Following Brexit, the ghost of Schwexit haunts Europe

Following Brexit, the ghost of Schwexit haunts Europe
News

28 September , 15:28
Politics
Photo: tagesschau.de
Another referendum is taking place in Switzerland. The citizens of the country vote, among other things, whether it is necessary to restrict migration from Europe. If the answer is yes, then cooperation between the European Union and the Alpine Confederation will be difficult for many years.

Yelena Ivanova

The right-wing conservative Swiss People's Party called its demand to ban migration to Switzerland a "restrictive initiative". The SNP advocates that as few foreigners as possible move to the country. This also applies to labor migrants from the EU countries. Europe's opponents have launched a full-fledged advertising campaign in the media and on the Internet. “More and more people want to go to Switzerland, but we all have no room,” the girl complains in a YouTube video ad. The posters even more clearly express the position of the right-wing conservatives - one of them has a fat ass, dressed in blue, EU-flag pants, belted with a belt with gold stars, sitting on a small fragile Switzerland. Party members express themselves more culturally in their interviews. Roger Keppel, publisher of Weltwoche magazine, says: "For Switzerland, such a strong influx of migrants will not do anything good".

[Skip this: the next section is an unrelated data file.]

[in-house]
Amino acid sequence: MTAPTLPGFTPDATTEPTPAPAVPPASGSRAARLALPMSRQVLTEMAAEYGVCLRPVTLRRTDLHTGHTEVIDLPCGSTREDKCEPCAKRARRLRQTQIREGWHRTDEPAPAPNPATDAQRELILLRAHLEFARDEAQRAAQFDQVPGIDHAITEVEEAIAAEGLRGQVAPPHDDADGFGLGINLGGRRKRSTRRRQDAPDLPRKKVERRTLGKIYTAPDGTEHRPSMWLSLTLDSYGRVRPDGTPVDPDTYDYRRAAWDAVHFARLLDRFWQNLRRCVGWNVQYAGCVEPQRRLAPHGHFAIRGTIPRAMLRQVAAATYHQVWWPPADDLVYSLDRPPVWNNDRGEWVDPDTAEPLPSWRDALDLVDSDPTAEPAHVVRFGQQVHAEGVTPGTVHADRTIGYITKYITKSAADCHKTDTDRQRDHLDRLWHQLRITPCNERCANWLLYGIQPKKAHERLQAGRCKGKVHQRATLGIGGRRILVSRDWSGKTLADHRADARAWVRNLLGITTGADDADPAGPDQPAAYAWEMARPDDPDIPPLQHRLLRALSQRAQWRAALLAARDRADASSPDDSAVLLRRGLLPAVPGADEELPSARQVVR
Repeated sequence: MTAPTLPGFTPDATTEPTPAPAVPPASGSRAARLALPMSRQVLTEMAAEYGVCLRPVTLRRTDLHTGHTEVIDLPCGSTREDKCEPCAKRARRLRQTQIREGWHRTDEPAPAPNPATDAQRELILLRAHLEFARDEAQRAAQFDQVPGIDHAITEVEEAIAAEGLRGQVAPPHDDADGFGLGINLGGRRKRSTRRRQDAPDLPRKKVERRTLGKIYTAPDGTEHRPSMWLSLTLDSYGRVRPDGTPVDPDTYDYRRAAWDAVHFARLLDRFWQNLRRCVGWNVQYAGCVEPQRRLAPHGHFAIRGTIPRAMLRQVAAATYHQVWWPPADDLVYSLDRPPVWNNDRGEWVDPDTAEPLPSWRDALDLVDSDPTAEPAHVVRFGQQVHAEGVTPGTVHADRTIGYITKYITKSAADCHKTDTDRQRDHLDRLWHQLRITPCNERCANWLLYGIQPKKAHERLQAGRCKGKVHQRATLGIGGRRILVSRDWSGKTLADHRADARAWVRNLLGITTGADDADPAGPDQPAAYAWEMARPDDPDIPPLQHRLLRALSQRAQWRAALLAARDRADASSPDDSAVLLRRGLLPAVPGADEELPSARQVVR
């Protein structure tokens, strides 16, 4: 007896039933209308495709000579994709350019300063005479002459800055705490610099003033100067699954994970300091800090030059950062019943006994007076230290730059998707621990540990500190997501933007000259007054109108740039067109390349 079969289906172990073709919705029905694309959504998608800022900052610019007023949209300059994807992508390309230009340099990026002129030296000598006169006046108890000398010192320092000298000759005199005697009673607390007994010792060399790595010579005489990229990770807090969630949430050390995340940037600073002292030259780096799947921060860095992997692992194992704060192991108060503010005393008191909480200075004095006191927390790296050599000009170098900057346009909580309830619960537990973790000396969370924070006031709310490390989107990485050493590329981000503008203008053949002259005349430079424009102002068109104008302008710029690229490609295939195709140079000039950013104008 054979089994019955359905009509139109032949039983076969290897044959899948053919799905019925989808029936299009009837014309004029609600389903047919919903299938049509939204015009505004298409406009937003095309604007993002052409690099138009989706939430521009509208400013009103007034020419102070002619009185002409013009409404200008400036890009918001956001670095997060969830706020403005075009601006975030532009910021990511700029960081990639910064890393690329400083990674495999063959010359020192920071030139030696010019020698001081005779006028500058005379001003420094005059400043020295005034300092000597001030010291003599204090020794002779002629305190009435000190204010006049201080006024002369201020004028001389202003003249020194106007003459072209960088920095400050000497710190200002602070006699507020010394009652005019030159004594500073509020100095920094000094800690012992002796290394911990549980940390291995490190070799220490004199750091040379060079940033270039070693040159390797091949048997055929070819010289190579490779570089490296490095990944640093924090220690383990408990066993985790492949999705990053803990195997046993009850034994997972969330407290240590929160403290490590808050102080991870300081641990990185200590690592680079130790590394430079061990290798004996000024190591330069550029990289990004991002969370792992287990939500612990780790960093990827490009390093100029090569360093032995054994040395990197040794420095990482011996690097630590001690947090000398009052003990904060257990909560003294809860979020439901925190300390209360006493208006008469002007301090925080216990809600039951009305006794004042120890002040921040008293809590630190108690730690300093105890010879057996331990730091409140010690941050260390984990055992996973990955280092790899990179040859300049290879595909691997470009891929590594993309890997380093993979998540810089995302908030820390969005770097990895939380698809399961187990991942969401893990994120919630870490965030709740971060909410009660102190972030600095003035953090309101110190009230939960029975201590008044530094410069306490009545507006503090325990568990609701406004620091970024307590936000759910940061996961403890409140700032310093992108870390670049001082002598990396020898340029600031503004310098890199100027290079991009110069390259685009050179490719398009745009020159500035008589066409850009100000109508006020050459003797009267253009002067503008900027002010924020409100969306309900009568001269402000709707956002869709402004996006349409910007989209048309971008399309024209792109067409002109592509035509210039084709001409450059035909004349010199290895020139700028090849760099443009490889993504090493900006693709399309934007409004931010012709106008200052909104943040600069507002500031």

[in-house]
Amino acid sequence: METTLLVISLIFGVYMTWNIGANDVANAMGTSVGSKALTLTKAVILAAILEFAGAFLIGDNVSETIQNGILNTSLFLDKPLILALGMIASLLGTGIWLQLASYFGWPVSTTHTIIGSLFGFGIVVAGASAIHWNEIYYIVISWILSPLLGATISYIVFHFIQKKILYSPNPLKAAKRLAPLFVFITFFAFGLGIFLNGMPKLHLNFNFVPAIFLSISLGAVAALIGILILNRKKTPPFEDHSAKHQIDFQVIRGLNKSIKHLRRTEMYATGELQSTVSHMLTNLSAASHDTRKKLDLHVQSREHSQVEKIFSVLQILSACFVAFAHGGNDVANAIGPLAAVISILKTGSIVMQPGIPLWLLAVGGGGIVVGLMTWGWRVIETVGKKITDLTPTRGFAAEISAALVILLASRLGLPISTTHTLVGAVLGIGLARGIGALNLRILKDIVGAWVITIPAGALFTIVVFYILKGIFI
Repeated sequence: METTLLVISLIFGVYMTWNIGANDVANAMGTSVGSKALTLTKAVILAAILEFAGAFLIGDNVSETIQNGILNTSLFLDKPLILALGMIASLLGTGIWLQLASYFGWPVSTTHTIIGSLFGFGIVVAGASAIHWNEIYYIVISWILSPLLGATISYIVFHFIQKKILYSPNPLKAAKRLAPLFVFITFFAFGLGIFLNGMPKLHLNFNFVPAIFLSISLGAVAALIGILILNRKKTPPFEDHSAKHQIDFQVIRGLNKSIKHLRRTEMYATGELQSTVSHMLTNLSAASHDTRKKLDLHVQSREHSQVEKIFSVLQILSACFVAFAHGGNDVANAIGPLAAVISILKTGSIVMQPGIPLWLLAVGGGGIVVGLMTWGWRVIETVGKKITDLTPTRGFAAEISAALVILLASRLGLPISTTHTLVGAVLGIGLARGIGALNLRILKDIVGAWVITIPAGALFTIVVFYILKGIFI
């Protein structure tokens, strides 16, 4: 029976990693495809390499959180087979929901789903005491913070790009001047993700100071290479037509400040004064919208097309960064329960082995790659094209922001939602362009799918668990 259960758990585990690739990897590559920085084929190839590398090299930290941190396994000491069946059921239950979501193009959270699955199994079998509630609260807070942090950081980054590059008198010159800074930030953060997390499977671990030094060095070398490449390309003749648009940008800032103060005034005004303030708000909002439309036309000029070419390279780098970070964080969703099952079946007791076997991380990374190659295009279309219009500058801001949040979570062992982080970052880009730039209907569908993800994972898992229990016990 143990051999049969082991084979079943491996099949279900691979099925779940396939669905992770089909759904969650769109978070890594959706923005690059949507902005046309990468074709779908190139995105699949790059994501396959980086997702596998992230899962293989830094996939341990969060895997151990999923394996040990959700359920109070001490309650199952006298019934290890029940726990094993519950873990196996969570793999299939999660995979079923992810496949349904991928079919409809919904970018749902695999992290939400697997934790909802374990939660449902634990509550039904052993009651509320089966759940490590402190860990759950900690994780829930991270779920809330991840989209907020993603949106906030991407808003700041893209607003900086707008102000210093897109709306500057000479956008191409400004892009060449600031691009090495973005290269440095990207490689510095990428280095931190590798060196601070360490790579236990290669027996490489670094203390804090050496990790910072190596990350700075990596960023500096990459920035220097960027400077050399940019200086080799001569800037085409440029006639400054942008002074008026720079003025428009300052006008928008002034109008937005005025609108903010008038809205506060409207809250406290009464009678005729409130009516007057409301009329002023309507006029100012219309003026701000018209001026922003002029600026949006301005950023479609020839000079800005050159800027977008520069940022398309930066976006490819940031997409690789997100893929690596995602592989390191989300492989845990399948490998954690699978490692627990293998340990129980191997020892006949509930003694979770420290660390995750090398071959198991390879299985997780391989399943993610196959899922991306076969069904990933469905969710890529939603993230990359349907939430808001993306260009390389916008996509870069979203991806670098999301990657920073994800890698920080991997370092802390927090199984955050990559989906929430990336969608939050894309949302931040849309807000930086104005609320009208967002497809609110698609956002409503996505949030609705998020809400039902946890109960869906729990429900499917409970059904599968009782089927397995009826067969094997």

Other agreements with the European Union threatened

Switzerland has a population of 8.5 million, of which 1.5 million are citizens of European countries, Norway, Iceland and Liechtenstein. There are too many strangers in the country for populists. Opponents of the initiative call it a "divorce". The SNP's arguments strongly resemble the slogans of the Brexit supporters in the UK - "Take back control!" Foreigners are accused of plundering Switzerland's social budget.

Some observers describe today's referendum as an attempt by Schwexit, similar to Brexit. The point is that this agreement cannot be terminated separately. The “Agreement on the Free Movement of Citizens” is part of a package that Switzerland signed with the European Union in 1999. If one agreement is terminated, according to the rule of the guillotine, 6 others will automatically lose force. Under threat are agreements on the movement of goods by land and air, on standards in medicine and science, as well as on public procurement, writes FT.

Bern and Brussels are currently working on a “framework agreement” that will include 210 existing agreements between the EU and Switzerland. The Europeans want to conclude a treaty as soon as possible. The Swiss say they cannot move forward until there are no results of the migration referendum.

“Yes” during the referendum will mean “no” to the framework agreement, ”said the leader of the SNP parliamentary faction Thomas Ashley. The MP does not want to draw parallels with Brexit, but his arguments are similar. “Immigration has grown significantly faster than forecasted. We are a small country. The outsiders use our infrastructure: while the Swiss are being pushed out of the labor market!"

1 million instead of 10 thousand

When Switzerland signed an agreement with the EU, the inflow of migrants was estimated at 8-10 thousand people per year. In thirteen years, 1 million people have arrived in the country. The EU wants to make us a de facto member of the union, Ashley argues, but it will be about real membership, but about passive, and this is very dangerous, opponents of integration say.